Because the code likely makes you lose two or three μs over the write operation, (possibly more if the AT interrupt fires while outputting to XT) I'm going to round down to 30 for the troughs and 60 for the peaks, so 90 total.

                              So my new timing plan is:

                              pull clock low, wait 15s
                              pull data high, wait 105s
                              pull clock high, wait 60s

                              DATA (repeat 8 times)
                              pull clock low, wait 15s
                              set data, wait 15s
                              pull clock high, wait 60s

                              END OF DATA
                              clock low, wait 15s
                              data low, wait 15s
                              clock high, wait 990s, then wait until new data available.

                              Figure in the rise/fall times, and that should be near identical to what this keyboard is generating, and again I've never had this one not work anywhere.

                              Though what I'm going to do is tie the outputs of the little Atmega 328 DCCDuino Nano I'm using to the Teensy and adjust the timings until they match what the real keyboard is outputting as close as possible. I think that's a reasonable approach for the next step. I also set up a little test to try and find the shortest delay between key-up and key-down as I figure that's the most likely way to find the minimum delay between messages, and the shortest time I found was around 910μs -- below the 1ms used in most people's code... I'm gonna call it 990μs to be the same as ten full data pulses. I think that makes sense -- make the delay between messages the same length as a full message. I may store micros globally and put the wait at the START of the next byte, so that if other processing is going on the processor doesn't waste time with it's thumb up it's proverbial arse waiting around for nothing.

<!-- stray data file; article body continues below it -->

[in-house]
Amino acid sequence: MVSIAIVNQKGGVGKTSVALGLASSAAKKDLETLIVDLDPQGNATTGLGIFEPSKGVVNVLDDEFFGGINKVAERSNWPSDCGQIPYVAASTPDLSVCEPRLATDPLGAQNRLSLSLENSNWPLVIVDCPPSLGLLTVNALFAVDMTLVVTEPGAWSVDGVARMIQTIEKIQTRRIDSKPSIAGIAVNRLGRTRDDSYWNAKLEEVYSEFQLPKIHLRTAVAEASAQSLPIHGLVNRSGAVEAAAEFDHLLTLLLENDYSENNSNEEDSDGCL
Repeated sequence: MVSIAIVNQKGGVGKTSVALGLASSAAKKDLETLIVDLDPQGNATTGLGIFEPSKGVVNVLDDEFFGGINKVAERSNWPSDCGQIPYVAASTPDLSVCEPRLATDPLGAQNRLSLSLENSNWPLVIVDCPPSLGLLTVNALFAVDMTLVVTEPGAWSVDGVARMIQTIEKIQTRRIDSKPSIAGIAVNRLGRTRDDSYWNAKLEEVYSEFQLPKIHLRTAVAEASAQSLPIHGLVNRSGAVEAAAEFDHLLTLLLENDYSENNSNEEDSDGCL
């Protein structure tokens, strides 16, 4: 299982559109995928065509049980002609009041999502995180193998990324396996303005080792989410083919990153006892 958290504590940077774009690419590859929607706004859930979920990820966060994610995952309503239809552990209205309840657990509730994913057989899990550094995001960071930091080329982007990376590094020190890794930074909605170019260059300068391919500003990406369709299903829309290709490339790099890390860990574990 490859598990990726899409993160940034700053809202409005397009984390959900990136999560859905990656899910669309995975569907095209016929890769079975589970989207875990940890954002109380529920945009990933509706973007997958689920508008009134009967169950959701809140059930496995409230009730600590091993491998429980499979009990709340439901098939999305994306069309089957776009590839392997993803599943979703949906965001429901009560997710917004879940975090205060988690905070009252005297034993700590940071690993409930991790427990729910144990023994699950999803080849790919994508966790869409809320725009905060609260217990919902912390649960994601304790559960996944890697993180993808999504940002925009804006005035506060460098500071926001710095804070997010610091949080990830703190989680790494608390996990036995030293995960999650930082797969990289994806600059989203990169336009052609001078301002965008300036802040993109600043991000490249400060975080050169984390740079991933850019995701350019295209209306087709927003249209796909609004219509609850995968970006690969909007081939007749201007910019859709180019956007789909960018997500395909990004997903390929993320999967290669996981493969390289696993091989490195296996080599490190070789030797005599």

I'm going to be doing the same thing analysis on the AT keyboards input routine just to double-check what everything online says. Nope, not paranoid and taking my time at ALL.

                              Though... anyone care to donate a model F to the project? Eh, might see if I can pick one up on the cheap somewhere. That or anyone out there with a model F have a Teensy 3.0? I can send you the code.

                              I'm probably also going to enhance that chart page with some JavaScript to let you alternate between screen width and full sample per pixel data... actually, this is 2016, for modern browsers I shouldn't even need JavaScript for that.

                              -- edit -- Yeah, didn't need JavaScript for that at all. Won't work in IE8/earlier, but really I could give a rat's ass at this point. In proper modern browsers, you click the full size option and instead of scaling to screen width, it will give you one pixel per sample resolution.
                              Last edited by deathshadow; August 30, 2016, 08:22 PM.
                              From time to time the accessibility of a website must be refreshed with the blood of owners and designers. It is its natural manure.


                                Ok, going through all the available codebases I could find on the topic, all the documentation I could find, and pulling genuine timings from actual keyboards with my little home-brew recording logic probe (since it's on/off TTL only I won't call it an oscilloscope) I see a number of worrisome flaws and false assumptions.

                                1) Timing info seems to be way off. biggest seems to be that real devices wait until HALFWAY through the clock trough to flip the data line... but also the negative clock start on XT is the same width as a normal clock.

                                2) No buffering... if the interrupt for the AT data fires while the XT is being written to, it will overwrite the variable storing the current keycode!